Also known as Human Papillomavirus
Human papillomavirus (HPV) is a virus from the papillomavirus family that is capable of infecting humans. Like all papillomaviruses, HPVs establish productive infections only in keratinocytes of the skin or mucous membranes. While the majority of the known types of HPV cause no symptoms in most people, some types can cause warts (verrucae), while others can—in a minority of cases—lead to cancers of the cervix, vulva, vagina, penis, oropharynx and anus. Recently, HPV has been linked with an increased risk of cardiovascular disease. In addition, HPV 16 and 18 infections are strongly associated with an increased odds ratio of developing oropharyngeal (throat) cancer.Source: Wikipedia
Within all the people who go to their doctor with hpv, 28% report having warts, 12% report having vaginal itching, and 12% report having vaginal discharge. The symptoms that are highly suggestive of hpv are warts, hand or finger lump or mass, mass or swelling around the anus, and eyelid lesion or rash, although you may still have hpv without those symptoms.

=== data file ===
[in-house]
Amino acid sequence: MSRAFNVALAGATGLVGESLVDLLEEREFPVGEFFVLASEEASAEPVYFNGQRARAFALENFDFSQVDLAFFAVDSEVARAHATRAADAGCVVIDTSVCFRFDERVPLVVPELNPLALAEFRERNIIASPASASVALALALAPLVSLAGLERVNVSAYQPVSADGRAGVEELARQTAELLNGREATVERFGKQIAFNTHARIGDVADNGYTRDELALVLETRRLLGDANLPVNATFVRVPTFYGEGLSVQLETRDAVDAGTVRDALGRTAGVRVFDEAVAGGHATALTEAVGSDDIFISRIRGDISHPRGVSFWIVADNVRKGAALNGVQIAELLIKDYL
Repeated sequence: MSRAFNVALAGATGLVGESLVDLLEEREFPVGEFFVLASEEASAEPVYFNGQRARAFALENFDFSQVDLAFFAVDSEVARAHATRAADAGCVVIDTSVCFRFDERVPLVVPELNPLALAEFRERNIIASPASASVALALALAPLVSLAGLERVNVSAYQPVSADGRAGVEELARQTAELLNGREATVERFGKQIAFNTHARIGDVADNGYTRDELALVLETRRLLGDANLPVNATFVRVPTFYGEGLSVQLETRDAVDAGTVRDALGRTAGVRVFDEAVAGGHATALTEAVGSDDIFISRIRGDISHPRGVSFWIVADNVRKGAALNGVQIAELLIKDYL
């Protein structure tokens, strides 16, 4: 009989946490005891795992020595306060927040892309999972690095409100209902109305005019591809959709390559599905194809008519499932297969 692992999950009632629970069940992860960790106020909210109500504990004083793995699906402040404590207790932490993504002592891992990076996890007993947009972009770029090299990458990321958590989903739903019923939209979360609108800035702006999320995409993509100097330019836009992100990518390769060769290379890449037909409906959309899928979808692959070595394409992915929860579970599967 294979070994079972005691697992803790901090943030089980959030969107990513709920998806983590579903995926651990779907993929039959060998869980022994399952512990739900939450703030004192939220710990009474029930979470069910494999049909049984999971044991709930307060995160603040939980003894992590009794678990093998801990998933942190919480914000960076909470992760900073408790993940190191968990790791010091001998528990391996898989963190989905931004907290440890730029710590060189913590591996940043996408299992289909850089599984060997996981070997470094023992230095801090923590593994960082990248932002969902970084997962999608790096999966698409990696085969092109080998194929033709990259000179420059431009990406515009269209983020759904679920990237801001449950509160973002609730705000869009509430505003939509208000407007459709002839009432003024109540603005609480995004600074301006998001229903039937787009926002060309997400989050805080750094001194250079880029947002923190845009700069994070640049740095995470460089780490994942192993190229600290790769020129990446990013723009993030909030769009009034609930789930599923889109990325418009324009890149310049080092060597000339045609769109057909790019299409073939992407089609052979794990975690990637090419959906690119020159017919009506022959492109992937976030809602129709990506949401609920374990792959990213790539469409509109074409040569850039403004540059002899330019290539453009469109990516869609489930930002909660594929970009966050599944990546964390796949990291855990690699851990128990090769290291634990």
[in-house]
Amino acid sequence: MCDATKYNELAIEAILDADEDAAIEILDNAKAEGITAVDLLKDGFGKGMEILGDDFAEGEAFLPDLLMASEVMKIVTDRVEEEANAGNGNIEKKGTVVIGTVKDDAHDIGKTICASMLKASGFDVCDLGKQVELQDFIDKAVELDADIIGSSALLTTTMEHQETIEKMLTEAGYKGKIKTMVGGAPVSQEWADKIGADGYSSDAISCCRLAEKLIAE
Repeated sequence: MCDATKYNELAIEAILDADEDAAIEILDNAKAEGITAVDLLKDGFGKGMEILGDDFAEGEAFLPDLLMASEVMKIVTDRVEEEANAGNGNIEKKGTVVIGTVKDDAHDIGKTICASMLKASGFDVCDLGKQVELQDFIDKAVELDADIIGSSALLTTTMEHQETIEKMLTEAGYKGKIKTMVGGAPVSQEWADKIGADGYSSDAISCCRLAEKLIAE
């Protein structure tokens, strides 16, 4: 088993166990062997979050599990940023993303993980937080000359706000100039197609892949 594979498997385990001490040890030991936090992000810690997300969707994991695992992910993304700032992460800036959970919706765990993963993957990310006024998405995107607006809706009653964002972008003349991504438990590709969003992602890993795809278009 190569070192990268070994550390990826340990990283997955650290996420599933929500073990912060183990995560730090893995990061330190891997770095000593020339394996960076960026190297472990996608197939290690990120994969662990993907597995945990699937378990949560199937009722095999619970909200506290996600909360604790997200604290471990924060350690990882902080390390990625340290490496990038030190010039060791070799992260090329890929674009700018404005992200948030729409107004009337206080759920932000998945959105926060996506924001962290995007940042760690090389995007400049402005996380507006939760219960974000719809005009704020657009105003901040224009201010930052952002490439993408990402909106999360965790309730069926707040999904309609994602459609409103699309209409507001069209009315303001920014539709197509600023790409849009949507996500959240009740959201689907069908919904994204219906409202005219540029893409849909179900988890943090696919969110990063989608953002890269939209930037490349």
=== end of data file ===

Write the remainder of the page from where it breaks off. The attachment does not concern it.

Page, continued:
Patients with hpv often receive pelvis exam, biopsy, examination of breast, human papillomavirus dna detection, other diagnostic procedures; female organs, standard pregnancy test, pap smear and rectal examination .
The most commonly prescribed drugs for patients with hpv include imiquimod topical, atazanavir (reyataz), emtricitabine-tenofovir, ritonavir (norvir), human papillomavirus vaccine (hpv), modicon, valacyclovir (valtrex), trichloroacetic acid topical, tenofovir, lopinavir, darunavir (prezista), abacavir / lamivudine and ethinyl estradiol / norelgestromin .
Groups of people at highest risk for hpv include age 30-44 years, race/ethnicity = hispanic, sex == female and age 15-29 years. On the other hand, age 1-4 years and age < 1 years almost never get hpv.